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.219 Zipper
Type Rifle
Place of origin United States
Production history
Designed 1937
Manufacturer Winchester Repeating Arms
Produced 1938-1962
Variants .219 Donaldson Wasp, .219 Zipper Improved
Specifications
Parent case .30-30 Winchester
Case type Rimmed
Bullet diameter .2245 in (Bad rounding hereScript error mm)
Neck diameter .253 in (Bad rounding hereScript error mm)
Shoulder diameter .365 in (Bad rounding hereScript error mm)
Base diameter .422 in (Bad rounding hereScript error mm)
Rim diameter .506 in (Bad rounding hereScript error mm)
Rim thickness .063 in (Bad rounding hereScript error mm)
Case length 1.938 in (Bad rounding hereScript error mm)
Overall length 2.260 in (Bad rounding hereScript error mm)
Case capacity 34 gr H2O (2.21 cm³)
Rifling twist 1 in 14 in (Bad rounding hereScript error mm)
Primer type large rifle
Maximum pressure 42,000 psi (Bad rounding hereScript error MPa)
Ballistic performance
Bullet weight/type Velocity Energy
46 gr (Bad rounding hereScript error g) Speer flat nosed3,220 ft/s (Bad rounding hereScript error m/s)1,059 ft·lbf (Bad rounding hereScript error J)
50 gr (Bad rounding hereScript error g) Hornady SX spire point3,194 ft/s (Bad rounding hereScript error m/s)1,133 ft·lbf (Bad rounding hereScript error J)
55 gr (Bad rounding hereScript error g) Nosler Spitzer boat tail3,097 ft/s (Bad rounding hereScript error m/s)1,172 ft·lbf (Bad rounding hereScript error J)
Test barrel length: 26
Source(s): Accurate Arms

The .219 Zipper cartridge was created by Winchester Repeating Arms in 1937 to be used in their lever-action Model 64 rifle. It is a 30-30 Winchester cartridge necked down to a .22 caliber bullet. Marlin Firearms also offered their Marlin Model 336 rifle (Marlin 336 Zipper) chambered for the cartridge.

While the .219 Zipper was supposed to compete against other varmint cartridges of the time, most lever-action rifles use tubular magazines, which prohibit the use of pointed bullets. This led to problems with accuracy. Winchester stopped producing .219 Zipper ammunition in 1962, Remington Arms stopped production of the cartridge soon afterwards. The .219 Zipper is the parent case of the .219 Donaldson Wasp, and P.O. Ackley created the .219 Zipper Improved in 1937. Leslie Lindahl's Chucker and Super-chucker and "wildcat" case modifications by Hervey Lovell, Lysle Kilbourne, and W. F. Vickery offered similarly superior ballistics in stronger single-shot and bolt actions.[1]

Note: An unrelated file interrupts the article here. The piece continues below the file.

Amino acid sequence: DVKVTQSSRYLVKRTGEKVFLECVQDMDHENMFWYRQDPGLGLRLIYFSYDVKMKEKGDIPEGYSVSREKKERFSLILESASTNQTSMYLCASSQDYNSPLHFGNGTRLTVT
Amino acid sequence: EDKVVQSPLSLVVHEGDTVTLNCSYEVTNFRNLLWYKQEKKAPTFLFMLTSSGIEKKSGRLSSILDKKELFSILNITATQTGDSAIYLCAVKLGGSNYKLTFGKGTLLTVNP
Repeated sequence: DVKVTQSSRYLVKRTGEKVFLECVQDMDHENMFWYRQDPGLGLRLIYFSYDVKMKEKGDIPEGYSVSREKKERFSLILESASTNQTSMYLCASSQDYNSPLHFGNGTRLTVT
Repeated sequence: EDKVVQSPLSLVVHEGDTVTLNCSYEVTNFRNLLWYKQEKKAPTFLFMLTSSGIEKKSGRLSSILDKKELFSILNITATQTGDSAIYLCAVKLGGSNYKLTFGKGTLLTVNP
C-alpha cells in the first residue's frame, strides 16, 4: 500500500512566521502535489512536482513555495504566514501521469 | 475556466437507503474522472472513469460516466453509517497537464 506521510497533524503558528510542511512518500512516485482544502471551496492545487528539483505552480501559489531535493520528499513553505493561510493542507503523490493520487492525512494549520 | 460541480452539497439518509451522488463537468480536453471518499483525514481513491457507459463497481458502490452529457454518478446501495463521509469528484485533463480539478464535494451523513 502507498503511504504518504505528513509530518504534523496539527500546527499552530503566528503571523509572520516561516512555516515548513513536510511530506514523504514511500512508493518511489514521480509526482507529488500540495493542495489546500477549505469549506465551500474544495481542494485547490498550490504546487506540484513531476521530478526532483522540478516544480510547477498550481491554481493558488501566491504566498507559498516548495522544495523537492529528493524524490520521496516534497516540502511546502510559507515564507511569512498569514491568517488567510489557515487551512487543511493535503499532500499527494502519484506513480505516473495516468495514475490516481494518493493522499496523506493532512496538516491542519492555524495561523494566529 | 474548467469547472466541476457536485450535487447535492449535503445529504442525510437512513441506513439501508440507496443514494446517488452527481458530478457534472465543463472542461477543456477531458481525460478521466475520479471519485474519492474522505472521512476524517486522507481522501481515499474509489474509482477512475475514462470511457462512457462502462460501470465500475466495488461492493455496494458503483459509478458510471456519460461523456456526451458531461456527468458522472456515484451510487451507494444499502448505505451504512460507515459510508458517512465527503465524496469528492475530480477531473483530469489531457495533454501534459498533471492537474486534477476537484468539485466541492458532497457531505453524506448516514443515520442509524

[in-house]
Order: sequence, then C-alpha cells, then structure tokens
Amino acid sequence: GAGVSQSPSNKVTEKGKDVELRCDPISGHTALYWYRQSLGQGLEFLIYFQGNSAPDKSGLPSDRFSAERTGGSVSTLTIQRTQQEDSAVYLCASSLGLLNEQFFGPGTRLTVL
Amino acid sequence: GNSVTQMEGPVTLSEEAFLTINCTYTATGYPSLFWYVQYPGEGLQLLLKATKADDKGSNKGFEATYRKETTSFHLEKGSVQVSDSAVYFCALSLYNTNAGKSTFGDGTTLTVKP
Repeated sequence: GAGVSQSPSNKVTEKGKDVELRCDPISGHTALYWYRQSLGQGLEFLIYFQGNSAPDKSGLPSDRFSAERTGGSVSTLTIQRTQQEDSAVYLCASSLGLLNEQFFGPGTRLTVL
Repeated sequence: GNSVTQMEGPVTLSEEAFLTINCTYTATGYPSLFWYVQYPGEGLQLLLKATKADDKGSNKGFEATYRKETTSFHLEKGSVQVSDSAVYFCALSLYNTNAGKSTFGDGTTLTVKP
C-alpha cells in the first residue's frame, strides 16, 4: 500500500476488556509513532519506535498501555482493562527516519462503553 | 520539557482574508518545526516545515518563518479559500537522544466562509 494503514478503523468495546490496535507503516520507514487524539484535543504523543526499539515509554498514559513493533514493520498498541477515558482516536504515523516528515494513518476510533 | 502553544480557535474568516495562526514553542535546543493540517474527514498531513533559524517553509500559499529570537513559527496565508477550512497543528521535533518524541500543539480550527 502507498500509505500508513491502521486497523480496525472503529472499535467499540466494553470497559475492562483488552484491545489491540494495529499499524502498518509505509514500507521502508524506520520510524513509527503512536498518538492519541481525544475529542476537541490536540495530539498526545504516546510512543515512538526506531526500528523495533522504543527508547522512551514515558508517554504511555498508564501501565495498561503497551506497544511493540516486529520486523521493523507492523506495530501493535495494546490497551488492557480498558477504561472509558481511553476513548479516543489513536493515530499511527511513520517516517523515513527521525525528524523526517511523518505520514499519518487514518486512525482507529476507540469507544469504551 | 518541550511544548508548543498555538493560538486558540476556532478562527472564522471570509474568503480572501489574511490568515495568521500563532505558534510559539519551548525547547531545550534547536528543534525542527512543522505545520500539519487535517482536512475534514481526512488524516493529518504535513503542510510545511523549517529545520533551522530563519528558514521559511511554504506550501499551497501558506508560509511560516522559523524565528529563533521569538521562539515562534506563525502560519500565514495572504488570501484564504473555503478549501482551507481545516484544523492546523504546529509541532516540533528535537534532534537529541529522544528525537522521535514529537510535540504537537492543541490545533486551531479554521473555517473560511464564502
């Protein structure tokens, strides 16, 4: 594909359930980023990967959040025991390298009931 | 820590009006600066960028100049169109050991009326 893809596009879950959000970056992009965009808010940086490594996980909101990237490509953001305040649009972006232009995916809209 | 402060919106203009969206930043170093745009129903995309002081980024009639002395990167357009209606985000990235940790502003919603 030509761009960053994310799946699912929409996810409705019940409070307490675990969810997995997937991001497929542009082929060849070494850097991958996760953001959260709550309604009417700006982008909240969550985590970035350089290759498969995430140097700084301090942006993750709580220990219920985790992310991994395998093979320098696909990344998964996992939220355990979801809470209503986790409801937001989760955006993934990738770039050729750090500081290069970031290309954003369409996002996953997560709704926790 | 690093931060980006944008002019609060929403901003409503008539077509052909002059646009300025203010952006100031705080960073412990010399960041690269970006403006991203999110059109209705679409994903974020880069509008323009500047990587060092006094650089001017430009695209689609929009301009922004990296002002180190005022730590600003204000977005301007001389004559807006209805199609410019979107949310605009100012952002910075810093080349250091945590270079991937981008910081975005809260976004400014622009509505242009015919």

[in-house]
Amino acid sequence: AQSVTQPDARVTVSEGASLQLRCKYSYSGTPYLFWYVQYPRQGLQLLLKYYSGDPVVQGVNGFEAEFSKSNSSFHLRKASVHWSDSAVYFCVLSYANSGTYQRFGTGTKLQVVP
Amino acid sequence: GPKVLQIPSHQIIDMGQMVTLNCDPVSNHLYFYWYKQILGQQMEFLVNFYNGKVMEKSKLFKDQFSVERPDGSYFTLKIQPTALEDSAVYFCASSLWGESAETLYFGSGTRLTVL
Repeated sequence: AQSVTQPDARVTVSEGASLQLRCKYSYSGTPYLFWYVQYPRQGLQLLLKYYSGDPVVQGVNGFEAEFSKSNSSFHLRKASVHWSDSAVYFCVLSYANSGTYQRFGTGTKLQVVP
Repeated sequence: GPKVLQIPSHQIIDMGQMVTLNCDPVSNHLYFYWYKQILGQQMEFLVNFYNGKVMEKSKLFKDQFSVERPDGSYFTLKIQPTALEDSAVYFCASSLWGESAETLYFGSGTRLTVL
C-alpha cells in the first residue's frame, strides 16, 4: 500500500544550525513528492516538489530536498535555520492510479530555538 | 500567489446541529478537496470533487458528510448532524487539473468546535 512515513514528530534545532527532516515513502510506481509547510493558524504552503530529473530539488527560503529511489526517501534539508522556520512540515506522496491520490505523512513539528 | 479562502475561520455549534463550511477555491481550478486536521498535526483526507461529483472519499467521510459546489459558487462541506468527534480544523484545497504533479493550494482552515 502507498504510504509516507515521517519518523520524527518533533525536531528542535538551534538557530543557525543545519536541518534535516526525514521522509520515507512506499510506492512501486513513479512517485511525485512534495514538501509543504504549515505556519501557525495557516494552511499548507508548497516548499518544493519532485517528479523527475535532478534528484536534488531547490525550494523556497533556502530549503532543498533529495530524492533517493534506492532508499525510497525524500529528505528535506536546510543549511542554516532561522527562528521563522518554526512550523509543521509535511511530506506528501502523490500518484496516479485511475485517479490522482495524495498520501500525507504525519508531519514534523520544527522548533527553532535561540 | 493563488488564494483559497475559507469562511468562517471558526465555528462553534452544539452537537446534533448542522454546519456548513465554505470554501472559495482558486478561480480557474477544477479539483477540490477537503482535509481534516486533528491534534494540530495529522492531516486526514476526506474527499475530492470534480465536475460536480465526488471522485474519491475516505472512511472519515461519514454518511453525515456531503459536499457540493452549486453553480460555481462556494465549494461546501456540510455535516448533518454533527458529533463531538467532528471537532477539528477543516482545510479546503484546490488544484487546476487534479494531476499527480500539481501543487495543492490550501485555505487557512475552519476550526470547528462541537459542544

Though the flat- or round-nosed slug causes rapid loss of velocity, the .219 Zipper is suitable for small game or varmints, including wolf or coyote, but not deer.[2] It works well in guns designed to fire rimmed ammunition, such as rebarreled Lee-Enfields, but not in Mauser-type actions, which are not.[2]

NoteEdit

The ballistics data in the infobox are for maximum loads, as determined by the writers for Accurate Arms. This was based upon the Winchester Model 64 rifle being chambered in .25-35 WCF & .30-30 Winchester rather than SAAMI specifications. The Hornady & Speer pointed bullets should not be used in the Model 64 rifle, the authors are using a custom rifle with a Douglas made barrel.

See alsoEdit

NotesEdit

  1. Landis, Charles S. Twenty-Two Caliber Varmint Rifles (1947) Small Arms Technical Publishing Company p.60
  2. 2.0 2.1 Barnes, ".219 Zipper", p.9.

ReferencesEdit

  • Barnes, Frank C., ed. by John T. Amber. ".219 Zipper", in Cartridges of the World, p. 9. Northfield, IL: DBI Books, 1972. ISBN 0-695-80326-3.

External linksEdit

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